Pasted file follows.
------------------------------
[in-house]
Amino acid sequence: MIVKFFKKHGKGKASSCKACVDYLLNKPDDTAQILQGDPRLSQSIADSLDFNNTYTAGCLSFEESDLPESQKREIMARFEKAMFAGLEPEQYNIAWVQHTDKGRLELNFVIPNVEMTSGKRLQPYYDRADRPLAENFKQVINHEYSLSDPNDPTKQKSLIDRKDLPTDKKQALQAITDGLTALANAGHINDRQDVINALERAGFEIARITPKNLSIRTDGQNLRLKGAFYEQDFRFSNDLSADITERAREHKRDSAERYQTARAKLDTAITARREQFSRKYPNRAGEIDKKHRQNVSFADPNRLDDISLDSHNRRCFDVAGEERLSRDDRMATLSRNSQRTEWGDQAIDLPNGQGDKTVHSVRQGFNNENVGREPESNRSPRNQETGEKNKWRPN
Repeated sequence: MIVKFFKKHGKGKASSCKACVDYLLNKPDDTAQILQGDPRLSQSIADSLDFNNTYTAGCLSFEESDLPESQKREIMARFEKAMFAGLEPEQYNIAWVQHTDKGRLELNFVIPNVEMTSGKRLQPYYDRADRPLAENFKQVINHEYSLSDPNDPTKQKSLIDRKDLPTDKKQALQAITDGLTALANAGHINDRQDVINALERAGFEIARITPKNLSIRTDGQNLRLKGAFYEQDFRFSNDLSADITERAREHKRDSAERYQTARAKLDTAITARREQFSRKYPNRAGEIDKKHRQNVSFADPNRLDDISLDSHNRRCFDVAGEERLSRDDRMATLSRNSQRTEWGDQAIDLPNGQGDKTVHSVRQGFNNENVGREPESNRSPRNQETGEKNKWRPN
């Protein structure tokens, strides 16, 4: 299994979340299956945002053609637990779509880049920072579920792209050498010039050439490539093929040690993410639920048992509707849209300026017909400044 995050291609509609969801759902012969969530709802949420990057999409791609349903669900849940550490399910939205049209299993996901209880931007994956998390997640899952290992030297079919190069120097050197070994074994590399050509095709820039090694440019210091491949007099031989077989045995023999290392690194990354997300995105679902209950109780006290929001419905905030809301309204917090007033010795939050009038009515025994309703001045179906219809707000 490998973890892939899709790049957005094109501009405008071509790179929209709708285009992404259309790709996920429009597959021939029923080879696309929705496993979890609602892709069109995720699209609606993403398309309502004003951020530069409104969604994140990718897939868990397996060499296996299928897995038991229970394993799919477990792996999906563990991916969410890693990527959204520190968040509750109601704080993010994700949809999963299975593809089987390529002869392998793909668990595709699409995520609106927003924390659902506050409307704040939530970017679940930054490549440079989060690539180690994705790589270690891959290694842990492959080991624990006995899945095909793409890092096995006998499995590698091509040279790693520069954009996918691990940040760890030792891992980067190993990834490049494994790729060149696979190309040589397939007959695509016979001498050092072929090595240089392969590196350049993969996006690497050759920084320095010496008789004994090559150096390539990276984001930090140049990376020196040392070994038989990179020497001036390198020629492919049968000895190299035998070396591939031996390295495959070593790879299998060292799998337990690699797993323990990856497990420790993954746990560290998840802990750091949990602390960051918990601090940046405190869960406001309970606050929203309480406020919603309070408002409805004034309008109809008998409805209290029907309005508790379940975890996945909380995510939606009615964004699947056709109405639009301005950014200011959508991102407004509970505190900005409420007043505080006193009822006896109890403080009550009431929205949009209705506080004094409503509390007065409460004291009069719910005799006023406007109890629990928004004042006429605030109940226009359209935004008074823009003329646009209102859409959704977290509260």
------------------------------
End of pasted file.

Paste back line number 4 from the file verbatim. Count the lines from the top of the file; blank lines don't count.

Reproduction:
């Protein structure tokens, strides 16, 4: 299994979340299956945002053609637990779509880049920072579920792209050498010039050439490539093929040690993410639920048992509707849209300026017909400044 995050291609509609969801759902012969969530709802949420990057999409791609349903669900849940550490399910939205049209299993996901209880931007994956998390997640899952290992030297079919190069120097050197070994074994590399050509095709820039090694440019210091491949007099031989077989045995023999290392690194990354997300995105679902209950109780006290929001419905905030809301309204917090007033010795939050009038009515025994309703001045179906219809707000 490998973890892939899709790049957005094109501009405008071509790179929209709708285009992404259309790709996920429009597959021939029923080879696309929705496993979890609602892709069109995720699209609606993403398309309502004003951020530069409104969604994140990718897939868990397996060499296996299928897995038991229970394993799919477990792996999906563990991916969410890693990527959204520190968040509750109601704080993010994700949809999963299975593809089987390529002869392998793909668990595709699409995520609106927003924390659902506050409307704040939530970017679940930054490549440079989060690539180690994705790589270690891959290694842990492959080991624990006995899945095909793409890092096995006998499995590698091509040279790693520069954009996918691990940040760890030792891992980067190993990834490049494994790729060149696979190309040589397939007959695509016979001498050092072929090595240089392969590196350049993969996006690497050759920084320095010496008789004994090559150096390539990276984001930090140049990376020196040392070994038989990179020497001036390198020629492919049968000895190299035998070396591939031996390295495959070593790879299998060292799998337990690699797993323990990856497990420790993954746990560290998840802990750091949990602390960051918990601090940046405190869960406001309970606050929203309480406020919603309070408002409805004034309008109809008998409805209290029907309005508790379940975890996945909380995510939606009615964004699947056709109405639009301005950014200011959508991102407004509970505190900005409420007043505080006193009822006896109890403080009550009431929205949009209705506080004094409503509390007065409460004291009069719910005799006023406007109890629990928004004042006429605030109940226009359209935004008074823009003329646009209102859409959704977290509260």